NLM Problem: More variables than equations

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  • #1
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Homework Statement:
Two blocks initially at rest are kept in contact as shown in the figure. A force F is applied on the left block. The blocks are of masses ##m_1## and ##m_2##. Find the acceleration of the blocks. All surfaces are smooth.
Relevant Equations:
##Force = Mass \times Acceleration##
fbd1.png

Attempt at Solution::

##m_2## is chosen as reference frame and FBD is drawn as shown above. We get the following equations:

From ##m_1## by choosing axes along and perpendicular to acceleration of ##m_1## w.r.t ##m_2## (##a'##):

$$
m_1 a' + m_1 a \cos{\theta} + m_1 g \sin{\theta} = N_1 \sin{\theta} + F \cos{\theta}
$$
$$
N+N_1 \cos{\theta} + m_1 a \sin{\theta} = m_1 g \cos{\theta} + F \sin{\theta}
$$

From ##m_2## by choosing horizontal and vertical axes:
$$
N_2 = N \cos{\theta} + m_2 g
$$
$$
m_2 a = N \sin{\theta}
$$

Which gives us four equations, but five variables, namely ##a',a,N_1 ,N_2, N##
 

Answers and Replies

  • #2
kuruman
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Your FBD is incorrect. ##m_1a## and ##m_2a## are not forces. If you consider the two blocks together as your system, what is the net horizontal force acting on that system? What is its horizontal acceleration? Start from there then draw two separate FBDs for each block.
 
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  • #3
erobz
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Please label the coordinates on the diagram, and the associated coordinate with each equation you have written down.
 
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  • #4
Seeker220
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Your FBD is incorrect. ##m_1a## and ##m_2a## are not forces. If you consider the two blocks together as your system, what is the net horizontal force acting on that system? What is its horizontal acceleration? Start from there then draw two separate FBDs for each block.
umm.. ##m_1a## and ##m_2a## are pseudo forces because accelerating frame ##m_2## (with acceleration a towards right) is my Reference frame.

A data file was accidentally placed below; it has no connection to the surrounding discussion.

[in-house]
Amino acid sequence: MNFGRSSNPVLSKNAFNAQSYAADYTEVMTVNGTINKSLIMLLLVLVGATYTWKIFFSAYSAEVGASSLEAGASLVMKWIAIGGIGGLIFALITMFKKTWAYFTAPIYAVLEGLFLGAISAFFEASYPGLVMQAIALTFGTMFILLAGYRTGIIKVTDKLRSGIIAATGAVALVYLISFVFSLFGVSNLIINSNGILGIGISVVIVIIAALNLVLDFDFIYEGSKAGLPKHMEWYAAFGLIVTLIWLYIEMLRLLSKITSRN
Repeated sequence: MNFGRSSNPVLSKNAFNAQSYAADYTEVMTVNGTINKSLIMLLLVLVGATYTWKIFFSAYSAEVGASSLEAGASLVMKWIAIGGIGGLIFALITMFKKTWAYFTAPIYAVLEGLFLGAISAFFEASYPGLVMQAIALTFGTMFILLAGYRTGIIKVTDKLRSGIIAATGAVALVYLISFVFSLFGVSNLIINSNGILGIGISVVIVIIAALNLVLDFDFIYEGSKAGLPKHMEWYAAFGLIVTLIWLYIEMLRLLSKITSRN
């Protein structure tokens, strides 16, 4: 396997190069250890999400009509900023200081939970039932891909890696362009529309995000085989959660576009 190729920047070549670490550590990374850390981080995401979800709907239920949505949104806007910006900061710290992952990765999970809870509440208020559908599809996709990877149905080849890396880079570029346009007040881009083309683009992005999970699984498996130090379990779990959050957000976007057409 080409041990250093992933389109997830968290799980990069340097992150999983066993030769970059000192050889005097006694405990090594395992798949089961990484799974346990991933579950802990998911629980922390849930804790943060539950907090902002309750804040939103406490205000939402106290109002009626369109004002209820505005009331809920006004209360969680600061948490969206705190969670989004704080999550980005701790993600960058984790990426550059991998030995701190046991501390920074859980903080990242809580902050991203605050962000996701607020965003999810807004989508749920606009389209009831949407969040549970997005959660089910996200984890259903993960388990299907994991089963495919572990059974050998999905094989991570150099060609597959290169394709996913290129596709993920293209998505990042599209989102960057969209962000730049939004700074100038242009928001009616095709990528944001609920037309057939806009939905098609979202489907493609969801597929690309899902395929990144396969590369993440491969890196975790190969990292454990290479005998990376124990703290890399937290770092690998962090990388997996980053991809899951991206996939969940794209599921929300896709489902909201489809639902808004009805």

Net horizontal force on the two blocks as a system is F.
Sum of mass × horizontal acceleration of two blocks is F.

But how can you comment about their individual horizontal acceleration?
 
  • #5
haruspex
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Think about a' and N1. can both be nonzero?
 
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  • #6
erobz
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Why ##N_1## participating in the sum of the forces if you assume the small mass is accelerating up the incline?

There are probably a few errors here. You should do as @kuruman suggest and present accurate FBD's of each block.
 
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  • #7
Seeker220
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Think about a' and N1. can both be nonzero?
I think this actually solves it. Ok trying and editing to final solution...
 
  • #8
erobz
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So what did you get for ##a## and ##a'## as labeled in your diagram?
 
  • #9
SammyS
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I think this actually solves it. Ok trying and editing to final solution...
Please post the edited solution in a new post in this thread.
That's preferrable to editing Post #1 itself, which gets very confusing for anybody reading the thread at a later time.
 
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